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HYPERTENSIVE CRISES PowerPoint Presentation
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HYPERTENSIVE CRISES

HYPERTENSIVE CRISES

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HYPERTENSIVE CRISES

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  1. HYPERTENSIVE CRISES Mini-Lecture

  2. Objectives: • Define the various types of hypertensive crises • Recognize signs and symptoms associated with hypertensive crises • Treatment options

  3. Clinical Vignette • 65 y/o M with past medical history of Type II DM (on oral hypoglycemics), presenting with headache, chest pain and shortness of breath that developed after lunch the day of admission; non-exertional; no alleviating factors. • Physical Exam: • Vitals: 37.3, 195/125, 92, 24, 93% on RA • HEENT: Decreased A:V on retinal exam (<25%) • Heart: S4 heard on exam, no m/r/g • Lungs: mild resp distress, otherwise clear to auscultation What’s the diagnosis and next best step in management?

  4. Definitions: • Hypertension: • Stage I: 140-159/90-99 • Stage II: >160/100 • Hypertensive Urgency: • Systolic BP >180 or Diastolic BP >120 in the absence of end-organ damage

  5. Definitions Continued: • Hypertensive Emergencies: • SBP >180 OR DBP>120 in the presence of end-organ damage • Malignant Hypertension: End-organ damage--eyes, kidneys, brain (hemorrhage/infarct) affected • Hypertensive encephalopathy: Cerebral edema leading to neurological symptoms

  6. Signs and Symptoms: • Hypertensive Urgency: • Can be completely asymptomatic • Some symptoms include: • Severe headache • Shortness of breath • Nosebleeds • Severe anxiety • Signs: • Elevated BP on consecutive readings

  7. S&S Continued • Hypertensive Emergencies • Symptoms: • nausea, vomiting (cerebral edema) • Chest Pain • SOB • Blurry vision • Confusion • Loss of consciousness

  8. Signs: • Retinal hemorrhages, exudates, or papilledema • Renal involvement (malignant nephrosclerosis) with AKI, proteinuria, hematuria • Cerebral edema  seizures and coma • Pulmonary Edema • Myocardial Infarction • Hemorrhagic Stroke, lacunar infarcts

  9. Treatment Options • Hypertensive Urgency: • Goal: Reduce BP to <160/100 over several hours to day • Elderly at high risk of ischemia from rapid reduction of BP, therefore slower reduction in BP in this patient population • Previously treated hypertension: • Increase dose of existing med or add another med • Reinstitution of med in non-compliant patients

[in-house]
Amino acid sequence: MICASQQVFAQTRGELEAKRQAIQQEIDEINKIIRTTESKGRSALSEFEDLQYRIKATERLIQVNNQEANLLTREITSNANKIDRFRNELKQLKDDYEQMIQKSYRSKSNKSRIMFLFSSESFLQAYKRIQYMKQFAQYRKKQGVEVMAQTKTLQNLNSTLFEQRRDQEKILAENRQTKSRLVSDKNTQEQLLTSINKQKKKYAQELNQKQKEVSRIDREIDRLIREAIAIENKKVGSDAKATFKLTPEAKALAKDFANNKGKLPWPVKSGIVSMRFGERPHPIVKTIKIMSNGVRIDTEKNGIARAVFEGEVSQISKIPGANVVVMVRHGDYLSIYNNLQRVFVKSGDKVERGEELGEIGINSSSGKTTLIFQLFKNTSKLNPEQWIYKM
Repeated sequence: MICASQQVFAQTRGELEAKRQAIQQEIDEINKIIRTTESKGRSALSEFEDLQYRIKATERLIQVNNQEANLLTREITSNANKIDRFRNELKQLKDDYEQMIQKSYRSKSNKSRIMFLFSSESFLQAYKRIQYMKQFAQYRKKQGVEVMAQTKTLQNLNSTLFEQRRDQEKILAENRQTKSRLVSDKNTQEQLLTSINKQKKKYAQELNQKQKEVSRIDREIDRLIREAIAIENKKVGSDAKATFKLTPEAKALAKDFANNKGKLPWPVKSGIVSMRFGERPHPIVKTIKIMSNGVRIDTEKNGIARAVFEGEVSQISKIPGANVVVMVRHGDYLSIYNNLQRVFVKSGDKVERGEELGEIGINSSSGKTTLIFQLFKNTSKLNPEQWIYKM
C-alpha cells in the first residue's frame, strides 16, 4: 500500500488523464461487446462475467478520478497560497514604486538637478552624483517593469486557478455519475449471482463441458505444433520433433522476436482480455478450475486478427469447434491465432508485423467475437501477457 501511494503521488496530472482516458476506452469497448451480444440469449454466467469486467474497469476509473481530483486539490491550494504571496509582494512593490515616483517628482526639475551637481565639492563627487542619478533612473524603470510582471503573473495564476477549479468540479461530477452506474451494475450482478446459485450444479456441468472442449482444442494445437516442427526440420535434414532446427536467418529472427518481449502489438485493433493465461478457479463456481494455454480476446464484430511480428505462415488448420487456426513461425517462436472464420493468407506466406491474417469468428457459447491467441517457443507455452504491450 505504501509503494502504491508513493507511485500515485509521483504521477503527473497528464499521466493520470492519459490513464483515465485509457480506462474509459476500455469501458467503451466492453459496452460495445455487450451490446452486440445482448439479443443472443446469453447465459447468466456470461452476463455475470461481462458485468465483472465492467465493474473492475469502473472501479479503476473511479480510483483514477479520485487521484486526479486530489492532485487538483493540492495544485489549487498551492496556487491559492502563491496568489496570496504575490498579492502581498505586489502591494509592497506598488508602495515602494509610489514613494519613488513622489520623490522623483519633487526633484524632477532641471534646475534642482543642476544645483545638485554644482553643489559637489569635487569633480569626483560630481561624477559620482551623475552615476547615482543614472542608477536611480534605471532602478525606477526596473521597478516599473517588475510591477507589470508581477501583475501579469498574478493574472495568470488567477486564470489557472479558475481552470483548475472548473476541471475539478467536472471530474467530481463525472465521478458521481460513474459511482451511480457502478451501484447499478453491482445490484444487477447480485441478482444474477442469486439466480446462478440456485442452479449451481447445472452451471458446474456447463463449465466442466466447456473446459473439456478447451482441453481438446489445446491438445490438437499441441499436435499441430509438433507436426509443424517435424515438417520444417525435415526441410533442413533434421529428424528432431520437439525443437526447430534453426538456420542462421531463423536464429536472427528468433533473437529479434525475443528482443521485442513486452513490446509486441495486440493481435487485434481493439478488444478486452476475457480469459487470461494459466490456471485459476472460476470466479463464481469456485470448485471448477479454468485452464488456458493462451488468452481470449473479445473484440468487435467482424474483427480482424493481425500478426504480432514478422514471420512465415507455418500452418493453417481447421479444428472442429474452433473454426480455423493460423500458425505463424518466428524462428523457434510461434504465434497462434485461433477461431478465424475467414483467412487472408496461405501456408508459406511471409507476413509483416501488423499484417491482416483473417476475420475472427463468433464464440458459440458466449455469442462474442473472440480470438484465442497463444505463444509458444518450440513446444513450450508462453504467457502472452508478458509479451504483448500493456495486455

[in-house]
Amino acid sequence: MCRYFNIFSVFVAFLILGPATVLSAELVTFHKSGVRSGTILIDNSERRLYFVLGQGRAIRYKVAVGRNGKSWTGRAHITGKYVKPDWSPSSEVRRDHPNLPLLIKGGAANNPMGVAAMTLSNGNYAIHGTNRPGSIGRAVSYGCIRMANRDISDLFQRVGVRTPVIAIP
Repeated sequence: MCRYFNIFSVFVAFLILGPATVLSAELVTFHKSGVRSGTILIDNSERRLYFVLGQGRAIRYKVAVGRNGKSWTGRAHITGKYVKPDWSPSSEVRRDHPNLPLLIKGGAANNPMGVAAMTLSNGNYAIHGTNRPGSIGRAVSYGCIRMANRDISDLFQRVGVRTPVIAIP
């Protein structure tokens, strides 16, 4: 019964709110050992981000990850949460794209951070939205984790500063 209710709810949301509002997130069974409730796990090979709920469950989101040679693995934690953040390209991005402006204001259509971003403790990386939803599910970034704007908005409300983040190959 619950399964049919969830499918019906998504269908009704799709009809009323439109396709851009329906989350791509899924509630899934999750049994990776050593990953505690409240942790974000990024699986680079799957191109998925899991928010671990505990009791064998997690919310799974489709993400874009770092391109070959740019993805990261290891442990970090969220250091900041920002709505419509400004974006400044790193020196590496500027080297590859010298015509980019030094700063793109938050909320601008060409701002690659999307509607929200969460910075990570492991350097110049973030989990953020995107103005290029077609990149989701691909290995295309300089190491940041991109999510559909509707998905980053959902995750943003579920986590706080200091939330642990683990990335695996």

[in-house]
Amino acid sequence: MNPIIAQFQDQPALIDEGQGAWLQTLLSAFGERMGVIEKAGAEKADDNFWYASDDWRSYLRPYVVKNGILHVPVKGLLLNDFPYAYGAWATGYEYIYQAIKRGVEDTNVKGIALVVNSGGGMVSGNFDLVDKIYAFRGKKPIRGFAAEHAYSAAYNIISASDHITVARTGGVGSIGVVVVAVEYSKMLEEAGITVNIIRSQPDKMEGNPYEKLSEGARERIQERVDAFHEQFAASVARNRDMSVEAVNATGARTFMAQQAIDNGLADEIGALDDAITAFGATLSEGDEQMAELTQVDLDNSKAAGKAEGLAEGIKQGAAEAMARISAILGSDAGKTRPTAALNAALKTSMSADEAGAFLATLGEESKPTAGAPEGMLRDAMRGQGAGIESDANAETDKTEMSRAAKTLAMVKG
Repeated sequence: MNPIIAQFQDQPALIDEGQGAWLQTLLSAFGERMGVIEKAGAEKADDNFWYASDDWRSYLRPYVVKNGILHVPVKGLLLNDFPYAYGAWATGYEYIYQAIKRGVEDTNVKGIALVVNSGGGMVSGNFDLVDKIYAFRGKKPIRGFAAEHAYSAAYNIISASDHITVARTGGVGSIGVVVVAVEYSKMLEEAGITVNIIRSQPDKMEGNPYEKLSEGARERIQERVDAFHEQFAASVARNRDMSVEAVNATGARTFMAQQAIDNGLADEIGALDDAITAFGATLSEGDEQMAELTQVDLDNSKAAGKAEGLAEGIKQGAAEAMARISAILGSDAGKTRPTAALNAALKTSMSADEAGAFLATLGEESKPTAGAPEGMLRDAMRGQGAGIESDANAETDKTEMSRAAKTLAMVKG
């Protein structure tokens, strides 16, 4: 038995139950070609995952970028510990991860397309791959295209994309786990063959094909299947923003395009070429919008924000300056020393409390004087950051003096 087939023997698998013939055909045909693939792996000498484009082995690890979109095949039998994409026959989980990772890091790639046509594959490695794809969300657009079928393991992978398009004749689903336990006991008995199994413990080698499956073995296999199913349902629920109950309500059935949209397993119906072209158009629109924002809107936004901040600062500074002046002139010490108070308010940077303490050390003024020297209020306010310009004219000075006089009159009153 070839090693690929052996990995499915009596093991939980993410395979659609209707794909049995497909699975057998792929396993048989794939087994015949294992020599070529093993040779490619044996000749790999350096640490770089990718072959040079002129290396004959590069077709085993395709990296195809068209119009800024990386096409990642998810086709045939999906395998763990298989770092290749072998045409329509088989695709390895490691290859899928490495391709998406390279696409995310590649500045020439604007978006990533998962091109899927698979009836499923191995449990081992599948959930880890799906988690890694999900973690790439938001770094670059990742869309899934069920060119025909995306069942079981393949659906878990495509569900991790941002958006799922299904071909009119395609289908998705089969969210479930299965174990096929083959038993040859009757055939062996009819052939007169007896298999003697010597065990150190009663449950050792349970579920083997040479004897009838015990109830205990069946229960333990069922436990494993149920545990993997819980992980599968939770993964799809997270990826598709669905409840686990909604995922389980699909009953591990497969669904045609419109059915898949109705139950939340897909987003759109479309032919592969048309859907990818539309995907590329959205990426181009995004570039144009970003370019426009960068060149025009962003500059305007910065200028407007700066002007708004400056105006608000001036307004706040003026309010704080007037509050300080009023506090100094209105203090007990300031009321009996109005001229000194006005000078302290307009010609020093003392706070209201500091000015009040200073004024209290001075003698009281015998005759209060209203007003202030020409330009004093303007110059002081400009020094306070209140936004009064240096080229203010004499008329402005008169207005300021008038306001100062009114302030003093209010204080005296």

10. Treatment continued • Hypertensive Urgency continued: • Previously untreated hypertension: • Slow reduction of BP (one to two days): Amlodipine, Metoprolol XL, lisinopril (po anti-hypertensives usually enough) • Experts recommend: Initiate two agents or a combination agent (one being a thiazide diuretic) • Rationale: Most patients with BP >20/10 above goal will require two agents to control their BP

  11. Treatment Continued • Hypertensive Emergency: • Goal: Lower Diastolic BP to approximately 100-105 over 2-6 hours; max initial fall not to exceed 25% • More aggressive decrease can lead to ischemic stroke and myocardial ischemia • If focal neurological sx presentobtain MRI to r/o acute stroke (rapid BP correction contraindicated) • Parenteral antihypertensives (IV Drip) recommended over oral agents in hypertensive emergency

  12. Treatment • Recommended parenteral antihypertensive agents (IV drip) for Hypertensive Emergencies and admission to ICU • Nitroprusside (cautious about cyanide toxicity), Nicardipine, and Labetalol. • Once BP controlled, switch to oral anti-hypertensives and follow-up closely

  13. Clinical Vignette Revisited • 65 y/o M with past medical history of Type II DM (on oral hypoglycemics), presenting with headache, chest pain and shortness of breath that developed after lunch the day of admission; non-exertional; no alleviating factors. • Physical Exam: • Vitals: 37.3, 195/125, 92, 24, 93% on RA • HEENT: Decreased A:V on retinal exam (<25%) • Heart: S4 heard on exam, no m/r/g • Lungs: mild resp distress, otherwise clear to auscultation What’s the diagnosis and next best step in management?

  14. Summary • Hypertensive Crises are common • Differentiate Hypertensive Urgency from Emergency on the basis of end-organ damage • Can treat hypertensive urgency with oral antihypertensives, but parenteral medications required for hypertensive emergencies • 25% reduction in diastolic BP over 2-6 hours for hypertensive emergencies • Don’t forget to start Oral antihypertensives and follow-up closely!